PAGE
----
*injury update , still limping a little but finally able to play for limited amounts.  I’m still not great at cutting like I want to so still waiting to review some shoes. In the mean time here is something I worked on prior to injury.* 

Since sneaker season is pretty much over (or restarting however you want to look at it), I decided to see if there really was a difference between Continental rubber and Adidas’s regular rubber compound. I’ve read the marketing jargon (Continental Press Release) but  saying is a lot different than doing. 

So how did I do this test ? Same way I do most of my traction comparisons. I used my Lillard 2’s one with Continental one without as well as my Crazylight Boosts 2016. I did this on three separate trips to the gym on different days. 

Each shoe was wiped and cleaned prior to play and was timed on the same day same floor basically running drills in the same area.  I know it’s not precisely scientific but hey cut me some slack. 

Crazylight Boost 2016

Not surprising, both the Continental and regular outsoles required some light wiping around the six minute mark the first day at my dusty 24 hour fitness. The following days yielded similar times around seven and eight minutes. 

To me the Continental rubber feels firmer but it grabs similarly to the the regular rubber regardless of court condition. I didn’t experience any improved grip with the Continental rubber but the firmness of the rubber should help a little with outdoor and overall durability. 

Lillard 2


Very similar results as the CLB16 in terms of how long I had to wait to wipe but traction definitely isn’t as grippy when dirt is around with the Lillard 2. 

Both regular and Continental rubber needed wiping around the five minute mark. Although one minute difference isn’t much, wiping was pretty much required to keep up the traction whereas the CLB didn’t really require me to wipe, I just noticed it wasn’t as tacky. 

Interestingly enough the regular rubber bit the floor better by a hair as well but not enough to make me pick one over the other. 

Summary

A tire company putting their badge on the outsole shouldn’t make you go out of your way to buy a pair of shoes. There is virtually no difference in traction performance (even possibly very slightly worse depending on the traction pattern) between regular Adidas rubber and the rubber with the Continental badge. Maybe the Continental rubber lasts longer I’m not sure but given the amount of turnover sneakerheads have with their shoes, does it really matter? If you’ve ever worn Ultra Boosts, that traction is terrible on dusty or wet floors although the flat pod design probably hurts the traction more than anything else. Where is the Continental input on the design there ?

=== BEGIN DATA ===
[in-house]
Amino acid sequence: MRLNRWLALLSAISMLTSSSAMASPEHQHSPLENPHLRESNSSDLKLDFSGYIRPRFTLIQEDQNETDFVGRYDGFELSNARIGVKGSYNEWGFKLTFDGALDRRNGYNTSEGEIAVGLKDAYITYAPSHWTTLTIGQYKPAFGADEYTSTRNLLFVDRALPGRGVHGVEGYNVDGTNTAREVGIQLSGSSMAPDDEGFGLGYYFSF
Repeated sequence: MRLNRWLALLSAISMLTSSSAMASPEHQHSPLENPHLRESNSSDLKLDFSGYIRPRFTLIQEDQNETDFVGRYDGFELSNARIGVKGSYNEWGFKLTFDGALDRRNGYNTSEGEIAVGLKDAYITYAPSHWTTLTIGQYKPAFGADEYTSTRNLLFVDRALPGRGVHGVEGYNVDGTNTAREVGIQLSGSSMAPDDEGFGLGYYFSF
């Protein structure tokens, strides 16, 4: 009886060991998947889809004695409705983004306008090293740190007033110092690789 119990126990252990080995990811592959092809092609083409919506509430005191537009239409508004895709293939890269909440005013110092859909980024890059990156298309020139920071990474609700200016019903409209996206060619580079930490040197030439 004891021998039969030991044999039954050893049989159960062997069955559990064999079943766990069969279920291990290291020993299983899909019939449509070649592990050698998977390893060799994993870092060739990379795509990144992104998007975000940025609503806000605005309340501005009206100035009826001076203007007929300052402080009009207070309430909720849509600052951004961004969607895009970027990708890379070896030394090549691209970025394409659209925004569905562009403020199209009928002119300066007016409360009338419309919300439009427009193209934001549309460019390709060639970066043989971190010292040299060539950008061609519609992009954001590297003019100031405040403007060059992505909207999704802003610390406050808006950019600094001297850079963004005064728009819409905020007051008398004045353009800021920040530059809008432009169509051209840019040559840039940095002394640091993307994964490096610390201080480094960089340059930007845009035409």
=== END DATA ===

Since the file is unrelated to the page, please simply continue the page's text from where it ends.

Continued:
On the flip side there really isn’t a reason not to get the Continental rubber if the pattern is designed well. If that Continental badge gives you that extra bit of confidence, go for it since it doesn’t cost any more than the regular pair. 

What benefit does Continental get out of a relationship with Adidas ? Per the link above

of course there was the matter of being able to present the Continental brand in a new environment, where we could boost brand awareness in different markets and demonstrate our expertise.

Some extra advertising on their shoes? Am I going to go out and buy a pair of their tires because my shoes has their logo on it? At least it puts their name in my mind but me being me, I’d research the actual tire which is a much more sizable investment than a pair of shoes. Maybe when a young kid who is wearing Adidas UltraBoosts will come to that day in his life and say “man I loved those UltraBoosts, I’m going to get those Continental Pro Contacts for my car”. ..maybe

   The Continental name and brand is already strong so it really doesn’t help with their tire sales. The science and technology that goes into creating a high performance tire for a two ton car is far more expensive and difficult to manufacturer than what goes on a pair of sneakers, not to mention the consequences of making a bad pair of tires. My guess is Continental said here is some rubber we have laying around and you can stick our label on it. Speculation of course since the  press release says otherwise. 

Harden Vol 1 Traction

I picked up the Disruptor colorway a few months back and haven’t had any time or desire to actually play in them until now. Traction reviews on the Harden Vol 1 have gone from excellent to decent (me) and I still feel that way about the solid outsole. 

I did a similar test with the Hardens as I did above and to my surprise, the translucent outsole outperformed the solid outsole on clean floors and some dusty floors. On dusty floors that had a lot of dust sitting on the surface and not ground into the floor, traction sucked for both pairs no matter what.  I literally had to wipe every time down in both pairs. 

When moving forward and backward, I didn’t feel like there was a huge difference in traction but when moving laterally, I was slipping a good foot in the solid outsole while the translucent outsole still stopped on a dime. Maybe Adidas did really track Harden’s movements after all 🙂 

(if you don’t get that joke, it’s because James Harden is portrayed as a very bad aloof defender who doesn’t play defense or with any effort on the defensive end and therefore doesn’t require good traction moving laterally ) 

Although I typically don’t give number scores, I’d say the solid outsole is about 7.5 while the I’d give the translucent outsole an to 8 to 8.5 depending on court conditions. If I had to choose one I’d go with the translucent outsole though.  

Happy hooping and have a safe fun summer everyone!
 

37 Comment on “Adidas Traction Test: Continental vs Regular Rubber, Harden Translucent vs Solid

  1. Pingback: Adidas Explosive Bounce Performance Analysis and Review | schwollo.com

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